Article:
This article first appeared in the Morning Brief. Get the Morning Brief sent directly to your inbox every Monday to Friday by 6:30 a.m. ET. Subscribe
Friday, March 3, 2023
Today’s newsletter is by Myles Udland, Head of News at Yahoo Finance. Follow him on Twitter @MylesUdland and on LinkedIn. Read this and more market news on the go with the Yahoo Finance App.
The tech industry is in transition.
And the word of the moment has a consultant-inspired, decidedly uncool feel that may not quite match the ethos of an industry aiming to change the world, but perhaps does meet this economic moment. And that word is efficiency.
On Wednesday, highly-anticipated announcements from both Tesla (TSLA) and Salesforce (CRM) were framed around the benefits a newfound enthusiasm for efficiency will have for both companies.
For investors, these messages landed differently.
Tesla shares fell 5.8% on Thursday after the company’s Investor Day presentation rolled out Tesla’s “Master Plan Part 3,” which featured limited updates on new products but a heavy dose of how manufacturing efficiencies are at the heart of Tesla’s competitive advantage.
“The resounding theme from the Investor Day was that TSLA can drive growth by increasing efficiency across the organization,” wrote Bank of America analyst John Murphy in a note to clients on Thursday.
“This will help lower costs and drive profits to fund increased capacity and subsequently offer products at more affordable price points. Among other areas, TSLA is driving efficiency through improvements in vehicle design, developing new powertrains (it has reduced the drive unit cost to $1,000 per vehicle, which is below competing designs), enhancing the electrical architecture, using software to drive better performance of the vehicle, and perfecting its approach to managing the supply chain and overall manufacturing process.”
That’s a lot of efficiencies!
On the flip side, investors cheered Salesforce’s newfound enthusiasm for managing costs and returning cash to shareholders — shares of the cloud company rose 11% on Thursday, aiding the Dow’s leading role in the day’s market rally.
The company, which is in the midst of fending off no fewer than five activist investors, reported a quarter that beat expectations. And as COO Brian Millham told investors, “We’re inspecting every part of our business to find opportunities to drive efficiencies and reduce cost of sales, marketing, and G&A.”
On its earnings call, Salesforce management used the word “efficient” or some variation no fewer than 8 times.
“You all know that we’ve never had an efficiency focus in the company before because we’ve had 24 incredible years of where we’ve had to just grow, grow, grow,” Salesforce co-founder and CEO Marc Benioff said on the call. “There have been moments where we’ve had to pull back. ’01, ’02, bad recession, we had to pull back. ’08, ’09, we had to pull back and reassess.”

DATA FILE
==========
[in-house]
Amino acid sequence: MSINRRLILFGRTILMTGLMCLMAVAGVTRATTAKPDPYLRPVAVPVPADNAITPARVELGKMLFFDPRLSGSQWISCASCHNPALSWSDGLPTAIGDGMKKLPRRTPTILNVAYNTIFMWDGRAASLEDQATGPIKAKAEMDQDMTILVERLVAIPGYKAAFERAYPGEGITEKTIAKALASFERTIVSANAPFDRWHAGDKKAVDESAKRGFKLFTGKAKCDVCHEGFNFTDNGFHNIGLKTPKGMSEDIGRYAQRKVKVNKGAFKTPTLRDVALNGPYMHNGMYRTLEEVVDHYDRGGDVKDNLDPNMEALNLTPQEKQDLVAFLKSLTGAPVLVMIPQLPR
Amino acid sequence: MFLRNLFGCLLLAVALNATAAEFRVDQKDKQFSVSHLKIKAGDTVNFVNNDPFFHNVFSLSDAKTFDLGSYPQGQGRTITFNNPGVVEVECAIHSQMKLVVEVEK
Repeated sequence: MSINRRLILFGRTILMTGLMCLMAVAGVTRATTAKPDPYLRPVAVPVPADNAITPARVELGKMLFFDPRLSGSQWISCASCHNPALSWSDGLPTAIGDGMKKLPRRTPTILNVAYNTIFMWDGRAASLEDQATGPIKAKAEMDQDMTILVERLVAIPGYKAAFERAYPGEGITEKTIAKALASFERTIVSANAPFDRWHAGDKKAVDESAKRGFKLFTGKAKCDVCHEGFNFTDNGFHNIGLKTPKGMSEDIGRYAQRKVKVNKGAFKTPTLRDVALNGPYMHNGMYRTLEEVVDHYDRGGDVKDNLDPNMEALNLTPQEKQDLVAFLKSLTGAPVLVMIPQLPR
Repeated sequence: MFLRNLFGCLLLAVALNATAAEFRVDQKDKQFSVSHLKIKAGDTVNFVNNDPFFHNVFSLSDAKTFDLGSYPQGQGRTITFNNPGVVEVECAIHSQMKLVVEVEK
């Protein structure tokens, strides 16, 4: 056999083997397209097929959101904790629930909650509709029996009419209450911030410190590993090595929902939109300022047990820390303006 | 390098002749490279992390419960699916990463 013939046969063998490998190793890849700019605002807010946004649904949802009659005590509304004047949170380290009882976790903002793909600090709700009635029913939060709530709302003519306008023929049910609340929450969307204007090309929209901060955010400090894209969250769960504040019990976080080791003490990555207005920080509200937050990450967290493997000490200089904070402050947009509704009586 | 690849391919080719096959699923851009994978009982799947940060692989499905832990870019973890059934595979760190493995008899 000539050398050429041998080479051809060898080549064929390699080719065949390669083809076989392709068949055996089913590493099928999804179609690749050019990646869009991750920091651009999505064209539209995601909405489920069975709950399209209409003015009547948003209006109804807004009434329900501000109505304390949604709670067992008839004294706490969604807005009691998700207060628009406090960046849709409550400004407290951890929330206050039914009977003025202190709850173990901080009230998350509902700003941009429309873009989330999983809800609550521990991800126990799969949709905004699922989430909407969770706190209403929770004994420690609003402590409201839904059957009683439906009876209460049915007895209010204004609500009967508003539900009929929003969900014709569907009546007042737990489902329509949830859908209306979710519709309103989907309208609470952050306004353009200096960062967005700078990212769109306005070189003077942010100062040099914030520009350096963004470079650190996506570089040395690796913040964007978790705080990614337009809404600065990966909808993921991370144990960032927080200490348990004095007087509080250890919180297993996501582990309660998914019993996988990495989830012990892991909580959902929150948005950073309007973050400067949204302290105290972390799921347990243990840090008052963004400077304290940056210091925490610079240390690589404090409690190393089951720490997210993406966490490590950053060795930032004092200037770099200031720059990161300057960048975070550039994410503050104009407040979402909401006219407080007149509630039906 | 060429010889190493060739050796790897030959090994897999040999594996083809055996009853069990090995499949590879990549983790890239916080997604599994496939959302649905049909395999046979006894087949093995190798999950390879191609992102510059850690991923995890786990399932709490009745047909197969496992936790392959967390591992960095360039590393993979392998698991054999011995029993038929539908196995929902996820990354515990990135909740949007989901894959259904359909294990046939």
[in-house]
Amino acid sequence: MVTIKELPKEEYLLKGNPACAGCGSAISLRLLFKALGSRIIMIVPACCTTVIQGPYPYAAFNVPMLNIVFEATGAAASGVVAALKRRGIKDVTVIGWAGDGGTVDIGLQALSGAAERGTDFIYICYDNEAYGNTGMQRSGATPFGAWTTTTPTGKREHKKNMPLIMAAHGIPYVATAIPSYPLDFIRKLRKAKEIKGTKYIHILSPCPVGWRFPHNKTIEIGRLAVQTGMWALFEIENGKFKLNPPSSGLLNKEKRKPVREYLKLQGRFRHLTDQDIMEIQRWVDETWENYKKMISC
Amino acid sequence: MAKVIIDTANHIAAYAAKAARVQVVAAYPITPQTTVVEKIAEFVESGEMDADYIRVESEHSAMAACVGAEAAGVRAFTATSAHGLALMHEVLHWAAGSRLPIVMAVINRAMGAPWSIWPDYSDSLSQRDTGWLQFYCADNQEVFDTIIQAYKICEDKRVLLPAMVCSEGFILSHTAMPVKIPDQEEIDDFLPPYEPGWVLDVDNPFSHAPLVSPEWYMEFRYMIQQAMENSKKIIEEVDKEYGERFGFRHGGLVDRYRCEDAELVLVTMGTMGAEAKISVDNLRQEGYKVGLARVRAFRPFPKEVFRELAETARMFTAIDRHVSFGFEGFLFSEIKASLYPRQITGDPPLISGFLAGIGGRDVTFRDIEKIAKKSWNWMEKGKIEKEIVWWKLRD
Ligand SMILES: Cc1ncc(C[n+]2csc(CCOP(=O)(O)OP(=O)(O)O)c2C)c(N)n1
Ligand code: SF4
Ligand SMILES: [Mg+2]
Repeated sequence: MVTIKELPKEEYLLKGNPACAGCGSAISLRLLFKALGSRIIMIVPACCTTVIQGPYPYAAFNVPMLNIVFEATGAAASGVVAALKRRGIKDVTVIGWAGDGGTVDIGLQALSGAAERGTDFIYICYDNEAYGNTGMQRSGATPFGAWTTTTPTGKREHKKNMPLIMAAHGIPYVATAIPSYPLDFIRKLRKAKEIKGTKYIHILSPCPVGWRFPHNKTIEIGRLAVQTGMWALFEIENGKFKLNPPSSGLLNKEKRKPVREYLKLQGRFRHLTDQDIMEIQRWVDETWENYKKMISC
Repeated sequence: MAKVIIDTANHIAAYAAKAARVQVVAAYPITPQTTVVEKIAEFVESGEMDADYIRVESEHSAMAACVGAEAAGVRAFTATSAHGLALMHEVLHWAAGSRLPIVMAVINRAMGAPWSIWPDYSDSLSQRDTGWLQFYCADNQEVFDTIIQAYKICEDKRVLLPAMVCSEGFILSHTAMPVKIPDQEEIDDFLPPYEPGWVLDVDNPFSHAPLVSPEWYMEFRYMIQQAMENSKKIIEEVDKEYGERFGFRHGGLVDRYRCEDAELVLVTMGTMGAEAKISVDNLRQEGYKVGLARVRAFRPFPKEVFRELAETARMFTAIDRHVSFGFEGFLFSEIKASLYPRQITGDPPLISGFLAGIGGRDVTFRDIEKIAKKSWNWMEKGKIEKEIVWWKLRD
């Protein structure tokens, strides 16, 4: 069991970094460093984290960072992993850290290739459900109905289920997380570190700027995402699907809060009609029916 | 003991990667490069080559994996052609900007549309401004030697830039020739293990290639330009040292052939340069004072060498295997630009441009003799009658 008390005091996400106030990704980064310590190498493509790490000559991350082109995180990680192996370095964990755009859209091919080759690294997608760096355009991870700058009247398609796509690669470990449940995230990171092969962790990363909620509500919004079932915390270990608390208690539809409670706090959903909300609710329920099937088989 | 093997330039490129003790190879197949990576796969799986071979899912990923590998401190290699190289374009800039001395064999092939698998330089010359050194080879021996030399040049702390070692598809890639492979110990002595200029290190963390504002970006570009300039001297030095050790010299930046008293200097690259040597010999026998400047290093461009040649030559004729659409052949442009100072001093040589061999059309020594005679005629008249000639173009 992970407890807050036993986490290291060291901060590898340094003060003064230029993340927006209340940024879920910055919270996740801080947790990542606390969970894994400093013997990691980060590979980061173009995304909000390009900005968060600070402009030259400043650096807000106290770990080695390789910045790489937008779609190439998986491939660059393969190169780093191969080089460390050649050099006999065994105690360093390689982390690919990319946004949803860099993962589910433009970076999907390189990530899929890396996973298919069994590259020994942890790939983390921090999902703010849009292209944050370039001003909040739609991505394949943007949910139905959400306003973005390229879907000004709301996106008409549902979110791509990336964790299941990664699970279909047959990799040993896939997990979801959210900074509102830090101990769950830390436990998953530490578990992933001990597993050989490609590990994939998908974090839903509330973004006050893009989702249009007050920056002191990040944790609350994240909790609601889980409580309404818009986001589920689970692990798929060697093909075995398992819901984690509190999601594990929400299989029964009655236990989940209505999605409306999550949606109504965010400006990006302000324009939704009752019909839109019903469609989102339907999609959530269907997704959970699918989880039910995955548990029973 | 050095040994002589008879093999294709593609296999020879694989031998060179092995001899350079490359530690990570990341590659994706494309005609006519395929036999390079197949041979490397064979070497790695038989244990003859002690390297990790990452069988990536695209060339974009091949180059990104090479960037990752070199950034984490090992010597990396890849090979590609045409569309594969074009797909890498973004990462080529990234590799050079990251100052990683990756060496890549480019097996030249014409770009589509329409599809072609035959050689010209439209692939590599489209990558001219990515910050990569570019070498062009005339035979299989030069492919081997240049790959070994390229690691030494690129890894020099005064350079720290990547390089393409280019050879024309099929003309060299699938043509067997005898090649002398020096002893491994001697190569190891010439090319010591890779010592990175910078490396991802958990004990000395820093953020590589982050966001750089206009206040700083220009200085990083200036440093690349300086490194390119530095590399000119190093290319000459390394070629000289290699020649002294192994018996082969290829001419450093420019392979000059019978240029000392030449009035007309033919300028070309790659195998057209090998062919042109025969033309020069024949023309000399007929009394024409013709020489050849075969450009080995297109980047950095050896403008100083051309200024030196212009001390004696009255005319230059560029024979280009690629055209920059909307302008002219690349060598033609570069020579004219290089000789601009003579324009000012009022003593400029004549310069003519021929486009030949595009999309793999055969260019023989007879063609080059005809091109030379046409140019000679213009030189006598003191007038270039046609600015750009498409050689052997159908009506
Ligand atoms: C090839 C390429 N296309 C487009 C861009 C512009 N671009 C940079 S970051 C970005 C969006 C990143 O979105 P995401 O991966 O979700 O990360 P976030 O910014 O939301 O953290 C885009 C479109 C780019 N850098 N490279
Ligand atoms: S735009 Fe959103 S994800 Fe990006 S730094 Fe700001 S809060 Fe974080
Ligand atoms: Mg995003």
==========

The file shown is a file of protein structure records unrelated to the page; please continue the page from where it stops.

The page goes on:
“We’re kind of looking at this moment as: ‘Hey, we can reassess.’ This is a incredible moment.”
That investors saw the same general argument in two very different ways comes as little surprise: no two companies are at the same point in their growth cycle.
Investors in Salesforce today are looking for discipline. Investors in Tesla are looking for growth to extend its industry lead in electric vehicles.
But the broadest notion of the tech industry both companies feature prominently within does seem to be asking one central question of management teams right now — how much leaner can this thing run?
On this count, Facebook and Instagram parent Meta Platforms (META) serves as the central example of how these demands for cost discipline and more output are corrections from the abundance of the last economic cycle and Covid-era boom. Similar moves have also been made at Alphabet (GOOGL), Amazon (AMZN), and Microsoft (MSFT), among dozens of tech companies big and small.
And the idea that companies can be trimmed, and that workers can be pressed, and that a push to grow at all costs may not meet the moment has moved beyond Silicon Valley and related venues.
That Tesla’s big reveal on Wednesday stayed consistent with these themes should have, in hindsight, come as little surprise to investors.
After all, no executive has been more aggressive in pushing to cut costs than Tesla’s CEO.
It’s just that Elon Musk has been carrying out this plan at another company, Twitter. And continues to search for the lower bound in how many people it takes to run a social media platform. Efficiently, no doubt.
What to Watch Today
S&P Global U.S. Services PMI, February Final (50.5 during prior month)
S&P Global U.S. Services Composite PMI, February Final (50.2 during prior month)
ISM Services Index, February (54.5 expected, 55.2 during prior month)
Click here for the latest stock market news and in-depth analysis, including events that move stocks
Read the latest financial and business news from Yahoo Finance